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Reesa Cohen Stone and family


by Reesa Cohen Stone , November 14, 2012

[Editor's note: If you want to understand why Israel has responded in Gaza, have a read of this article by former Winnipegger Reesa Cohen Stone. No country in the world would not respond as rockets were being rained down on its citizens. For a good political analysis on the situation, read David Horowitz, Editor in Chief o fthe Times of Israel, the wisdom will lie in knowing when to stop



by Reesa Cohen Stone

Is Anybody Out There? On Saturday night, November 10, just after the Sabbath went out, the Islamic Jihad, one of many terrorist organization situated in Gaza, fired an anti-tank missile at an IDF jeep, which was patrolling on the Israeli side of the border near Kibbutz Nachal Oz. Four soldiers of the Givati Brigade were wounded in the attack, two of them seriously. The IDF responded to this unprovoked attacked, the latest of thousands of attacks over the last ten or so years on Southern Israel, by bombing the terrorists in their hideouts. Six were killed. Southern Israel has, in the three days since the initial attack, been bombarded by more than 200 rockets.

At one point, there was an average of three rockets fired every hour. There has been a great deal of destruction; houses, businesses, factories have all been damaged or destroyed. According to Magen David Adom reports, 47 people have been injured – most of them suffering from shock. There have been no fatalities, as yet. Instead, there have been plenty of miracles.

The terrorists time their attacks so as to cause the greatest amount of devastation and terror. Kassam rockets are regularly fired at children on their way to school at 7:30 in the morning. In the second day of the latest round, a Grad missile was shot down over the skies of Beer Sheva just as thousands of children were making their way home from school. My daughter and I had got home about three minutes before the alarm sounded. Her school is unprotected and filled with staircases. I shudder to think what could have happened had the kids still been in the building when the alarms went off. An apartment building was demolished by a new type of Grad missile in the small town of Netivot. The building had housed boys from the local Hesder Yeshiva (which combines learning with Army Service). The day before the attack, the boys had moved into new quarters. One of the boys was my son, who told me that his former – now empty – room had sustained heavy damage. There were no physical injuries from that attack, but 26 people were being treated for severe shock.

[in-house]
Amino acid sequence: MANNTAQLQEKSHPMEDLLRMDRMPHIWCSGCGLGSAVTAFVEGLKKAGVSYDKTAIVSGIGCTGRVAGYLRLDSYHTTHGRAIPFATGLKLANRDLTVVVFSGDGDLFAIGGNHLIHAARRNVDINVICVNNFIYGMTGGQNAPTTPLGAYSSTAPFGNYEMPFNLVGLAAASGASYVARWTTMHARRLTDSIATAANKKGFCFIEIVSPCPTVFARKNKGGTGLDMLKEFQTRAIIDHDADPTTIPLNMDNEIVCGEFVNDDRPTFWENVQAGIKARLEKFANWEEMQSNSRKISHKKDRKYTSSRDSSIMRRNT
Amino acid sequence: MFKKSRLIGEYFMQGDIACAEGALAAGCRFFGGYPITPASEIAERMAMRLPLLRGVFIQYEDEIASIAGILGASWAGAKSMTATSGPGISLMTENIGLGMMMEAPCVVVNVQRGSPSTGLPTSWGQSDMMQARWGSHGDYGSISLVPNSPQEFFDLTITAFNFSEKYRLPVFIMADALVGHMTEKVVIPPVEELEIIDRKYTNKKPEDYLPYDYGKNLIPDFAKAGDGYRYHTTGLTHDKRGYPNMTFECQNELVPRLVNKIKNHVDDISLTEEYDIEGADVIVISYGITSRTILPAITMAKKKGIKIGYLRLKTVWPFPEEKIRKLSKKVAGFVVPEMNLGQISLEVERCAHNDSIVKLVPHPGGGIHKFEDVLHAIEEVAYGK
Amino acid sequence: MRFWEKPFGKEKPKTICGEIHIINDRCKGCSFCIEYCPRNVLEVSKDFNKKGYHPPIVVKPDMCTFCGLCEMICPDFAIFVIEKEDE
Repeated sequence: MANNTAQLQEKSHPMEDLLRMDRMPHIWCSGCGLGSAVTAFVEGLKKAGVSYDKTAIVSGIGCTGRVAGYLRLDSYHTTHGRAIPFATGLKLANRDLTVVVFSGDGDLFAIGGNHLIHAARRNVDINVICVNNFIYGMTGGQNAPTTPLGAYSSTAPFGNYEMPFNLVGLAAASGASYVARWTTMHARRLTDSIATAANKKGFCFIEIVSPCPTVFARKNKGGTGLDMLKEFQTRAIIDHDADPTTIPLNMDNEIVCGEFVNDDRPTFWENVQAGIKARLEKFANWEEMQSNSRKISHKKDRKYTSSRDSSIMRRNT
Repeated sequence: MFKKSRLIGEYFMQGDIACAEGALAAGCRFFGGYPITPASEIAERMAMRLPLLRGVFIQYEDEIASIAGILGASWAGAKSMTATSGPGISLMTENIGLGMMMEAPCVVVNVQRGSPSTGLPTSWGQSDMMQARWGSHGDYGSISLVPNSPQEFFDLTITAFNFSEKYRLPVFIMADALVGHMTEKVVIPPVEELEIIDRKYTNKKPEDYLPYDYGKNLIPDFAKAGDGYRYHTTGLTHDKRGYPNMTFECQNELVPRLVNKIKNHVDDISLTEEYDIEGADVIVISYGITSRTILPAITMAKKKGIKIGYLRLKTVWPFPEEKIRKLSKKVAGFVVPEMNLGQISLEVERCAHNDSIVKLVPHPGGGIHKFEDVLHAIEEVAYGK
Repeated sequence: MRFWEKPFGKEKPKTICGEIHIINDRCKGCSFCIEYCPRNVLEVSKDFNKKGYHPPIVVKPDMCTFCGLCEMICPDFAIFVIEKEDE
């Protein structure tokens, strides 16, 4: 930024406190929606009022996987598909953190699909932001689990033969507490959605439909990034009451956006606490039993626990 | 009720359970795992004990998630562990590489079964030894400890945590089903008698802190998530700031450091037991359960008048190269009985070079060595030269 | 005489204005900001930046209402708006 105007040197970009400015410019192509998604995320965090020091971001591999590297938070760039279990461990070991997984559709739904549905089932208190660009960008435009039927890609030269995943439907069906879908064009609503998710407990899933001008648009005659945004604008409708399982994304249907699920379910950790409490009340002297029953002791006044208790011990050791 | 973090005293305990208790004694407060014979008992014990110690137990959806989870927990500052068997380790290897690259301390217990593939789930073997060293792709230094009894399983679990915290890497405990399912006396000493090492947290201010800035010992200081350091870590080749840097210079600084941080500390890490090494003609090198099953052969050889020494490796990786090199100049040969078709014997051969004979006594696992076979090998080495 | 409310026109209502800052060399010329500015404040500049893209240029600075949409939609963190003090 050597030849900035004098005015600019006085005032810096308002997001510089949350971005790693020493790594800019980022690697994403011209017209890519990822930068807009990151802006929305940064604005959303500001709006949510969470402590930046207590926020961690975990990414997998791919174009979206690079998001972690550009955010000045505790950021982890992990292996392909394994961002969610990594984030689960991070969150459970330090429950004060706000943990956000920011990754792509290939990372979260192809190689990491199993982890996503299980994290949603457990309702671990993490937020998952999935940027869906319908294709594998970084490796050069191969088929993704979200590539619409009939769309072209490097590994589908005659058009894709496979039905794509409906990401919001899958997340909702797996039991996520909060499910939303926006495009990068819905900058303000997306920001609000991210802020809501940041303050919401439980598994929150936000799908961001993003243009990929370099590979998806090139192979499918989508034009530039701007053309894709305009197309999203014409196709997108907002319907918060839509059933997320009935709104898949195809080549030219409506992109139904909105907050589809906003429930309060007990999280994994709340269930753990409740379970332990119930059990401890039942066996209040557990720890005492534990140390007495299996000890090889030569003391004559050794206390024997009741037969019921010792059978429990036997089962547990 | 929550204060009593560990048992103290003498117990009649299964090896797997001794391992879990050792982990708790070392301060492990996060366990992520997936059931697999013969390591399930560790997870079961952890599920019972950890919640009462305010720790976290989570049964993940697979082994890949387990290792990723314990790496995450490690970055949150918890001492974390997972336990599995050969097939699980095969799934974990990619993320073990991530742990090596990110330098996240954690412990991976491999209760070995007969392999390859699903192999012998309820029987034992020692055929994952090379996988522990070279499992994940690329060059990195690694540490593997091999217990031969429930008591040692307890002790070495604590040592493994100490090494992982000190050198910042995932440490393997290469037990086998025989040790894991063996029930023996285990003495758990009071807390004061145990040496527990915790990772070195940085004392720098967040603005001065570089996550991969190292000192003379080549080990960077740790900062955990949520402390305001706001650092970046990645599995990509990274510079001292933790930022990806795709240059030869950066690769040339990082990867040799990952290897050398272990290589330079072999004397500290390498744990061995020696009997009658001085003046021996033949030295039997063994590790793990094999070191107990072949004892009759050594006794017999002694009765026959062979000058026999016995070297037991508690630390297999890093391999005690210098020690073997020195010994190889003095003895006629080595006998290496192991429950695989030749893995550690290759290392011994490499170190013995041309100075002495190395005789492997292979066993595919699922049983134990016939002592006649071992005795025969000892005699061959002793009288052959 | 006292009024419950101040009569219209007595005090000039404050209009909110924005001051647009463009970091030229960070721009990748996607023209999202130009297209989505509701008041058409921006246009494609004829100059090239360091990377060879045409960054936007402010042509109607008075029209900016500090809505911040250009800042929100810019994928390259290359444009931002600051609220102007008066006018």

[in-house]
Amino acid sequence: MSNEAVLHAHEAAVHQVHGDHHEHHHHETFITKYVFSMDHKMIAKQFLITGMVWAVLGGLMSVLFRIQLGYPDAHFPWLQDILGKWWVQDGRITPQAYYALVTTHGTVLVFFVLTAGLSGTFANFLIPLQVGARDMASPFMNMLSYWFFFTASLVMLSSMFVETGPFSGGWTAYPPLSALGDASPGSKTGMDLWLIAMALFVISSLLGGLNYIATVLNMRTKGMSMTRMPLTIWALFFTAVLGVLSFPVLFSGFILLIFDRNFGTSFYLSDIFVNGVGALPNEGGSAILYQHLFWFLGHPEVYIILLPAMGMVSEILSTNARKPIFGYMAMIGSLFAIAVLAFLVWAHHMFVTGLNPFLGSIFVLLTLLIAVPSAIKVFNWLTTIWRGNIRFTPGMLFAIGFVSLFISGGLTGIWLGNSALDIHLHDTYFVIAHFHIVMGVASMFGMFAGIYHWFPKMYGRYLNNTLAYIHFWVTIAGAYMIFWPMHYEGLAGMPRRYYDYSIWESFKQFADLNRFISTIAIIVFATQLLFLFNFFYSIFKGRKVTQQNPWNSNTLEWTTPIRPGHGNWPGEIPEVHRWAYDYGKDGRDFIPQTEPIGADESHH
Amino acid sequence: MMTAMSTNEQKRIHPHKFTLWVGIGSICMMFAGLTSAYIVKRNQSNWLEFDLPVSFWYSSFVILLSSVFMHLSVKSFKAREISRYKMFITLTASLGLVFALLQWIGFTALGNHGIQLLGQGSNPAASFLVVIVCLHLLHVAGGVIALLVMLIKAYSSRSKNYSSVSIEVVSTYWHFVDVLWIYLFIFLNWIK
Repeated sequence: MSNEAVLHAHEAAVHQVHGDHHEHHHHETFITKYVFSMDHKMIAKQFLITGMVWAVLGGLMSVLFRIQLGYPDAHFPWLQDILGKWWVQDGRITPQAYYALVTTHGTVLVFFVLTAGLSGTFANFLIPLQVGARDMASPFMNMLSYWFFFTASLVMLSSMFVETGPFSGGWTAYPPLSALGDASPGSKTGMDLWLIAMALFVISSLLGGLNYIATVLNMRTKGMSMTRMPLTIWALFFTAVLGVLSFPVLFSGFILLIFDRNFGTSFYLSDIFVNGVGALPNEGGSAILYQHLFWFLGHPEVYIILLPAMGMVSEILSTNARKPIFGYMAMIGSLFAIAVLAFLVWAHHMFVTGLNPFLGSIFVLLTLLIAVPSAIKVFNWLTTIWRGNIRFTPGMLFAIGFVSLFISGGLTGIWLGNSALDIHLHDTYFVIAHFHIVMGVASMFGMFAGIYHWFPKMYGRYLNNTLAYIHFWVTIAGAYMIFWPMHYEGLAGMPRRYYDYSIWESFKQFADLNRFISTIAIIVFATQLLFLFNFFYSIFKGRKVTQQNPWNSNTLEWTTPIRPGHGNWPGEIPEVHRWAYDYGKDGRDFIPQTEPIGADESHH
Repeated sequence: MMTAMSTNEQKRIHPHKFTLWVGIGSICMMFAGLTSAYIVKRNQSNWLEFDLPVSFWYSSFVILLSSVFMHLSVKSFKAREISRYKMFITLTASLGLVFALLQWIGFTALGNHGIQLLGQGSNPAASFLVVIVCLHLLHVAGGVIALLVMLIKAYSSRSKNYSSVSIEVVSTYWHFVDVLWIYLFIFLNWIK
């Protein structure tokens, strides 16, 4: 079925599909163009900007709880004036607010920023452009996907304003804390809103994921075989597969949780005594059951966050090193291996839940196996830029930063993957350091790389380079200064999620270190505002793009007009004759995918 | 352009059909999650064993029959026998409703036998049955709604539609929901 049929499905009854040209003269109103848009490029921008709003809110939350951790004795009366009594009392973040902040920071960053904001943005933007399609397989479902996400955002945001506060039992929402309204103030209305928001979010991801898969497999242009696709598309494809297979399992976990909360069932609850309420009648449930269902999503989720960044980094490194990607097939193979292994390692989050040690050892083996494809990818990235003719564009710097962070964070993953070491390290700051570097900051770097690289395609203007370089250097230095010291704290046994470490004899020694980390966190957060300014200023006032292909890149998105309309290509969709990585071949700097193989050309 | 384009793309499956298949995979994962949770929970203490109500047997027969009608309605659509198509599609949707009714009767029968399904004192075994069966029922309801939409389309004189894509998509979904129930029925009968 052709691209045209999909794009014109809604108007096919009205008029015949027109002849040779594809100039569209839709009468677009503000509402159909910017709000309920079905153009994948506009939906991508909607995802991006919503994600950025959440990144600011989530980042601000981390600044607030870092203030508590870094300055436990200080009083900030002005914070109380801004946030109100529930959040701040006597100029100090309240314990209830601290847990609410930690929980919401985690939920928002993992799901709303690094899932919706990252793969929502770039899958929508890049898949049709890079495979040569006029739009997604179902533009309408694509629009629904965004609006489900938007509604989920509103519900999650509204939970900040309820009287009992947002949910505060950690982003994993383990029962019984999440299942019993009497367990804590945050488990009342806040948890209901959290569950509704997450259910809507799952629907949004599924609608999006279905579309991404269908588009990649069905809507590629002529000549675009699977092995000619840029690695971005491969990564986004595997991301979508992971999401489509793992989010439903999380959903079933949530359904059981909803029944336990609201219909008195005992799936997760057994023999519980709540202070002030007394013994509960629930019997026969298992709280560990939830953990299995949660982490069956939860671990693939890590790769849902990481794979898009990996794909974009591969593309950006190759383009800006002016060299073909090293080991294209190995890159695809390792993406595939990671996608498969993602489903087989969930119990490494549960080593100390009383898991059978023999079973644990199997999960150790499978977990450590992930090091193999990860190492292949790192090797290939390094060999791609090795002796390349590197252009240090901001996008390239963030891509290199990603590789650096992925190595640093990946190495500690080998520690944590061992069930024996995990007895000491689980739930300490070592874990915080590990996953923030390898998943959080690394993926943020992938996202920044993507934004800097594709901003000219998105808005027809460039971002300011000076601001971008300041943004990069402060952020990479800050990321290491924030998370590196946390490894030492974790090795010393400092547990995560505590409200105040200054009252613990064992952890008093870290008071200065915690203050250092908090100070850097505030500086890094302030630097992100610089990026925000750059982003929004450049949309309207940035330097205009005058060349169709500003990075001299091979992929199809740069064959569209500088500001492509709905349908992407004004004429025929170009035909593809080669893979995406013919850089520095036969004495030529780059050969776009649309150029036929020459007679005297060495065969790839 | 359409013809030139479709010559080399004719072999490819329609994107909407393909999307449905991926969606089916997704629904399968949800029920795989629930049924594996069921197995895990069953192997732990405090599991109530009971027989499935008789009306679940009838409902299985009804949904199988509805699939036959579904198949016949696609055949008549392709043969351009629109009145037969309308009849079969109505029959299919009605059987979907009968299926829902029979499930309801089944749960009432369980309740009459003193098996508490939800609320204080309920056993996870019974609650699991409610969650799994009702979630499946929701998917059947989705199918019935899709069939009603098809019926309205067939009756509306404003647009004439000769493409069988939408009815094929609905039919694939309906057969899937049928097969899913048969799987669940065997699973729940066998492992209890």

A Grad landed at a bus stop, which would have been filled with kids waiting for the bus to school, an hour later. The terrorists timing was off on that one. Kassam missiles – which are smaller than Grads, theoretically do less damage, and are fired at closer targets but are completely un-aimed – have landed on empty homes, in empty rooms in houses full of people, on empty cars, in parking lots, and in factories that had been active hives until warning sirens empty them out.

The Guardian of Israel neither sleeps nor slumbers. The Israeli government has spent millions of dollars fortifying schools and public buildings, building shelters, holding training sessions, and installing early warning systems. The Iron Dome anti-missile battery has saved countless lives. (The Arabs of Gaza spend the millions they receive in aid from foreign governments not on paying their electric bills, or on blankets, or on education, or even on protecting their children, but on the construction of smuggling tunnels and weapons. They also fire their missiles from residential areas, maximizing casualties of their own people.)

Miraculously, few Israeli lives have been lost. But in the words of the Canadian wartime policy of allowing Jews into Canada, “none is too many”. One million Israeli lives are disrupted, terrorized, traumatized, and injured on a daily basis. It is hard to describe, and impossible to imagine, what life is like under threat of a sudden rocket attack. Any sudden noise, such as a slammed door or a passing ambulance, causes your heart to race. Any time you enter a building, the first thing you look for is the ‘safe room’. You weigh each and every outing you make to determine whether or not it is worth the risk to be caught ‘outside’ during an attack.

You worry,constantly, about members of your family. Are they safe? Are they scared? Are they going to make it home? Death after death, attack after attack, war after war, horror after horror takes its toll. We are raising a generation of kids afraid to go to school, afraid to leave their parents, afraid to play in the park, afraid to be away from a safe room. A generation of parents with post-traumatic stress disorder is raising a generation of kids with the same disorder.

Worse, we are raising a generation of kids who are ashamed of their fear, ashamed of their parent’s inability to protect them, and perhaps, ultimately, ashamed of their people. Where is the outrage? Where is the horror? Where are the demonstrations by Jewish communities throughout the world protesting the shooting of rockets at small children? Where is the indignation when farms are turned into battlegrounds? Where is the rage when places of worship are damaged, when schools must be canceled, when private homes and parks are turned into places of carnage? Is anybody out there? How many Jews have to die before the Jewish communities wake up? Eleven aren’t enough. 20? 100? 600? 6,000,000?